There was a period of my youth when I was obsessed with rock operas and concept albums. Listening through an entire album attentively, in order, for a curated experience presented new grounds for me, and is somehow, strangely, comparable to certain "algorave" experiences. Building my livecoding sets almost feels familiar, like making... computer opera? The events we organize in New York City usually feature 25-40 minute livecoded sets, and it's the perfect length for these conceptual experiments - more than a few tracks, less than a whole show, embracing the chaos of improvisation but never actually going out of control.

Algorave is a "rave", so it's also natural to compare livecoding with DJing techno, where the scene is underground, diverse, and innovative, and the music is hypnotizing, consistent, and layered - it's a sonic journey that never ends. I think of livecoding music and community similarly, except that the journey does end, after a really good arc for 25-40 mins.

How has your music evolved since you have been livecoding?

I never used to make electronic music at all, and livecoding has made it easier for me to dive deeper into other aspects of music production and performance. What's really cool about livecoding is that we really don't have to be binded by western tuning systems and music conventions, which continues to be a topic of interest for me. I'm also on a long, deep dive in finding different samples that can be mixed together, as well as sounds that are directly sourced from my life and my culture. I've been making music with machine sounds from the shop I work at, gongs and bells and traditional Chinese intruments chopped up in different ways, morning assembly music from my middle school years, field recordings, and a lot of materials that feel intimate and important to me.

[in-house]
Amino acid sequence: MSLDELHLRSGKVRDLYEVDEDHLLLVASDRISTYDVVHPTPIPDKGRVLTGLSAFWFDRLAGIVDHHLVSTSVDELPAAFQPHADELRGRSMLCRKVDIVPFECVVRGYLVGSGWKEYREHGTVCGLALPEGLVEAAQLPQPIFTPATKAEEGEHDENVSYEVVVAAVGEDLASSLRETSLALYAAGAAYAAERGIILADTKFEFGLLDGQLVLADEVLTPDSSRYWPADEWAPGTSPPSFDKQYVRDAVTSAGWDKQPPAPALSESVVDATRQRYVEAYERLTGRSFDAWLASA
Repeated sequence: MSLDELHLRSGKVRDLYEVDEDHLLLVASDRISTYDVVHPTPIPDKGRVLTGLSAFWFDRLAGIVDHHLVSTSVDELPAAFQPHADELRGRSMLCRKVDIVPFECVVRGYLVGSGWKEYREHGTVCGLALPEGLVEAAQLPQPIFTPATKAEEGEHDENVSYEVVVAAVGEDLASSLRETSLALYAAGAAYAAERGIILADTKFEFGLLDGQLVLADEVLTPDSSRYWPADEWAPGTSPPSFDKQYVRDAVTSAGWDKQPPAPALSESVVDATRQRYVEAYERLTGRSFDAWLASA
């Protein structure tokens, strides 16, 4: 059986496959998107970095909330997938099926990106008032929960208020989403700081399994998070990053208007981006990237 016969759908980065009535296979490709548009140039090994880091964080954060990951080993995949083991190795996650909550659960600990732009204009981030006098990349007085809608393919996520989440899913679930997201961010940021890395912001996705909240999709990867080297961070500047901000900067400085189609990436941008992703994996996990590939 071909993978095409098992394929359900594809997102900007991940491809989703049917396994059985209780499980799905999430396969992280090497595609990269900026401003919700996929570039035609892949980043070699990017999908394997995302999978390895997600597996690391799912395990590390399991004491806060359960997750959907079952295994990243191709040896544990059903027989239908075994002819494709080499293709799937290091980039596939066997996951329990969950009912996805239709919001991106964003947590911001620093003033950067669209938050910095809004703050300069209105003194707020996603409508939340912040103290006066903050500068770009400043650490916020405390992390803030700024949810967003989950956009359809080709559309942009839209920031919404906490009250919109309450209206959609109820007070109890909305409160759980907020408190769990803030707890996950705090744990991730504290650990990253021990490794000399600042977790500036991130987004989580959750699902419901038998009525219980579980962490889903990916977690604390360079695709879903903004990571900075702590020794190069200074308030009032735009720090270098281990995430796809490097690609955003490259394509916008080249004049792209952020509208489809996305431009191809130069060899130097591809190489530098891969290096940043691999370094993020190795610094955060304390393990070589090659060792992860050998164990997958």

What projects are you currently working on or planning? What's next?

I'm currently working on leading a livecode.NYC project in collaboration with Wave Farm to create a longer-form radio piece. I'm also starting to work with more non-livecode musicians and producers, trying to better record, produce and intergrate livecoding with other instruments. Hopefully I'll polish and release some music soon. Oh, and learning, teaching and raving to people about Strudel because browser-based Tidal has felt SO intuitive and accessible to introduce to my non-livecode friends (and they are important!!!).


Viola He is a Shanghai-born, Brooklyn-based interdisciplinary artist, performer, and cultural organizer. Their creative practices engage with DIY electronics, programming, dance/movements, and various time-based media, exploring pathways towards alternative structures, systems and interfaces.

Using algorithmic approaches to enhance, alternate, and obfuscate sounds and images, they work to explore pathways towards alternative structures, systems and interfaces. Viola often dreams about infiltrating digital spaces with physical bodies as tools for intervention, wielding their love/hate relationship with technology to challenge the rigid infrastructures around them. Viola is an organizing member of NYC-based collective Livecode.NYC, and has produced and participated in performance work in NYC, LA, Shanghai, Beijing, Austria, and more.

a photo of viola, looking down into a computer, with red projection graphics in the backgroundPhoto by Whitt Sellers